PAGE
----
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Residents attempt to regain their back yards

The homeowner's association has notified them that it owns a 20-foot area surrounding a wall, which takes away most of the residents' back yards.

Barbara Faiola remembers walking through the home she planned to buy on Cedar Dune Drive and hearing the broker comment on the spacious back yard and the seller refer to the ivy she had planted along the boundary wall.

"That would certainly lead me to think the back yard was mine," she said. "It never even entered my mind that it might not be mine."

Since the back yard was enclosed by a masonry wall with no access except through her front yard, she had every reason to assume it was her property. But what Faiola didn't know was that the Wildewood Village homeowner's association owned a 20-foot strip along the entire length of the rear wall.

Three days after she bought the house for $104,000 in April, Faiola was shocked to get a citation from the homeowner's association for building a porch too close to the 20-foot zone.

"I feel like I was lied to," she said. "And I believe that's how everyone feels who bought property here along this wall."

Faiola is one of 33 homeowners in Wildewood Village who are maintaining property in their back yards that doesn't belong to them. Many of the residents claim they were not shown surveys or informed of the fact before they closed on the houses. Now, one resident is leading a campaign to get the homeowner's association to deed the strip to adjacent homeowners.

"It costs me $40 a month to maintain it and it's not mine," said Mari Lasater, who first broached the issue. "We are not allowed to grow anything on that property, build anything or raise the wall. This is worse than a dictator."

Homeowner's association president Roger Mitchell said the board of directors wants to deed the land to the homeowners but it will require a vote of all of Wildewood Village's homeowners. A previous meeting and a survey on the issue had low response, but Mitchell said a four-person committee has volunteered to go door-to-door in the neighborhood to get the necessary support.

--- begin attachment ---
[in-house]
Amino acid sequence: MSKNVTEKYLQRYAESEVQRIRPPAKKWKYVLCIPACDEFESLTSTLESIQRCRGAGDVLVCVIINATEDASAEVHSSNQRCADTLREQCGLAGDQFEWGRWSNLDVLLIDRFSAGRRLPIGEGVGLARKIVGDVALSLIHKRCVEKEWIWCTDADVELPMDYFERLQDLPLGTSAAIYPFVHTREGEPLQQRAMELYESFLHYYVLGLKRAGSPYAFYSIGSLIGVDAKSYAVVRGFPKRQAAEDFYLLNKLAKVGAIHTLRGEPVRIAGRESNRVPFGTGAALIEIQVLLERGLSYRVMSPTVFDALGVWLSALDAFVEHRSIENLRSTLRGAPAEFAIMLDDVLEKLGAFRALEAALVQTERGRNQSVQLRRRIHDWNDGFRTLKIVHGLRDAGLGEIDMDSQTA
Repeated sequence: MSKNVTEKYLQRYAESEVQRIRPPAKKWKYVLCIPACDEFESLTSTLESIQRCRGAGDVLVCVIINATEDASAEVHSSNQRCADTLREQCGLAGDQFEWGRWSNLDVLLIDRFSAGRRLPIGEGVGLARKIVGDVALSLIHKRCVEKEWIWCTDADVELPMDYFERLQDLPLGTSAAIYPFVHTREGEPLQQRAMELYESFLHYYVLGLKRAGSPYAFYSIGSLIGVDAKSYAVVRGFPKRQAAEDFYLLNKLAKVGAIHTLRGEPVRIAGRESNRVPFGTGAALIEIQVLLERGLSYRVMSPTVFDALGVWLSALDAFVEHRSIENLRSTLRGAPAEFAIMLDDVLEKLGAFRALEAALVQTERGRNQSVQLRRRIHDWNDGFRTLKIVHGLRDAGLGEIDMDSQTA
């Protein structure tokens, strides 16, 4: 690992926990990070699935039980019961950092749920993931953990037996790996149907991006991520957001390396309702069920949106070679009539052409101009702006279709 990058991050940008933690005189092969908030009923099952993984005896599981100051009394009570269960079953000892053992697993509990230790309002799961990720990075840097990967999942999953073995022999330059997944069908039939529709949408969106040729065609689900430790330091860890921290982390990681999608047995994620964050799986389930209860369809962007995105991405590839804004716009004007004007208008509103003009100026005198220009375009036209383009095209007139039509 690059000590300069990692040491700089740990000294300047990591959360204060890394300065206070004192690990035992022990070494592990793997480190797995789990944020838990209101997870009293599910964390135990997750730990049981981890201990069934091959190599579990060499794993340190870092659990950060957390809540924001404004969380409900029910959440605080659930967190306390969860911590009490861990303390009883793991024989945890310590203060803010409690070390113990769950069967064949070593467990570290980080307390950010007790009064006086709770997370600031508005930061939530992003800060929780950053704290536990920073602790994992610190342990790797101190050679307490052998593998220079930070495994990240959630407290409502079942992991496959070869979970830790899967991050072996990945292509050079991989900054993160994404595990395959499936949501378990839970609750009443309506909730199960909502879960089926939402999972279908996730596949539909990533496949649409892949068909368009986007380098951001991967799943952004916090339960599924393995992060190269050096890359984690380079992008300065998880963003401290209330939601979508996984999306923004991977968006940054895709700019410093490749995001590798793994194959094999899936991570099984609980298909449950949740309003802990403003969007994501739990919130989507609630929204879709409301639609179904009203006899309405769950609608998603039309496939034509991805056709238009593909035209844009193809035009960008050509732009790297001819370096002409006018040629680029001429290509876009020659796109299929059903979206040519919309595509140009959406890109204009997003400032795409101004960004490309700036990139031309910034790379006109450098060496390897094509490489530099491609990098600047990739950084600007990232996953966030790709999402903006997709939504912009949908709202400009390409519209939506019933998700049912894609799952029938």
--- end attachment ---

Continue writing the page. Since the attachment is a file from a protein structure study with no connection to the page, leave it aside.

"My belief is that it would be most effective for the 33 homeowners affected and for all 144 homeowners to deed that property over to them, however, it can only be done with the vote and consent of the 144 residents we work for."

If the committee does not get the necessary votes, and some adjacent homeowners were to stop taking care of the 20-foot zone, Mitchell said, the association might have to take extraordinary steps to keep up the buffer, and that could raise each resident's annual assessment from $100 to about $146.

Wedged between Linebaugh Avenue and Nixon Road, the 11-year-old subdivision was developed and marketed by Pulte Homes.

Doug Tripp, president of Pulte Homes' west Florida division, said he was not with the company when Wildewood was developed, but typically giving an easement to the homeowner's association allows the association to have access to the boundary wall for maintenance.

"Pulte has no vested interest in the homeowner's association," Tripp said. "It's totally run by the homeowners so if they wanted to deed it back to them they are certainly within their rights to give it back."

Tripp could not comment on whether Pulte representatives told prospective buyers about the 20-foot zone owned by association.

Faiola's real estate agent, Sharon Clayton of Coldwell Banker, acknowledged that she has sold several homes on Cedar Dune Drive, but declined any further comments on the buyers' misunderstanding of the property lines.